Forty long years after it last did so, Atlético Madrid will play its second final in Europe’s top-tier competition in Lisbon on May 24.
And it will do so against none other than its cross-city rival Real Madrid.
It will be the first time that two teams from the same city have met in a Champions League final and only the second that two Spanish teams have been involved after Real Madrid beat Valencia 3-0 in the 2000 final in Paris.
Taken together, Real’s 0-4 away victory over Bayern Munich on Tuesday and Atleti’s 1-3 win at Chelsea the following evening provided proof that Spain’s grip on global soccer remains unwavering.
The only city to boast two European Cup-winning sides is Milan; Atleti will be looking to make Madrid the second
But now, as the national side prepares to defend its world title in Brazil this summer, the focus is suddenly on the Madrid teams rather than formerly all-powerful Barcelona, which has wilted of late.
The only city to boast two European Cup-winning sides is Milan: AC has won the trophy seven times and Inter three.
In Lisbon Atleti will be looking to make the Spanish capital the second, as well as go one better than it did in the 1974 European Cup final, when it lost 4-0 to Bayern Munich.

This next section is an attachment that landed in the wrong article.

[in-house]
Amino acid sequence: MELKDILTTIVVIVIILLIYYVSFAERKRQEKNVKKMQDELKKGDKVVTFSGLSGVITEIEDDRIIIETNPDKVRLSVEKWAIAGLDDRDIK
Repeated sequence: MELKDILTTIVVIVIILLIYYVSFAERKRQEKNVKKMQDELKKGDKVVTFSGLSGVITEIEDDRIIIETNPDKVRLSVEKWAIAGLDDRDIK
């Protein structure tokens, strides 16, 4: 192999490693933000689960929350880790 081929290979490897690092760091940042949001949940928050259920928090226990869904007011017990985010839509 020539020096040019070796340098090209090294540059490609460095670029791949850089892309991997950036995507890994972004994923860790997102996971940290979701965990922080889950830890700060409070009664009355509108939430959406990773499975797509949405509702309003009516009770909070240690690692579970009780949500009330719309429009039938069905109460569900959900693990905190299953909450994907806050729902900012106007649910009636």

Meanwhile, Real, which last won the trophy in 2002, will be gunning for that elusive “Décima,” a 10th win in Europe’s top-tier tournament.
Separating the two will be no easy feat. Many column inches have already been filled with comment on the miracles Atleti coach Diego Simeone has worked at the club, winning three titles in two-and-a-half years (the Europa League and UEFA Super Cup in 2012 and the Copa del Rey in 2013) and, most impressively, putting it in contention for a possible Liga-Champions League double this season.
But little less should be made of the achievements of Real’s Carlo Ancelotti, who in Lisbon will be going for a third Champions League triumph as coach, equaling the European record of Liverpool’s Bob Paisley. “I have no personal ambition, truthfully,” the Italian said after Tuesday’s win – a match he described as “perfect.”
“The aim of getting Madrid into the final after 12 years is very great and makes me very proud that we managed it. When I arrived at Madrid the air around this competition was a special one. You feel the dream of the Décima in the air. And I think we reached the final because of that.”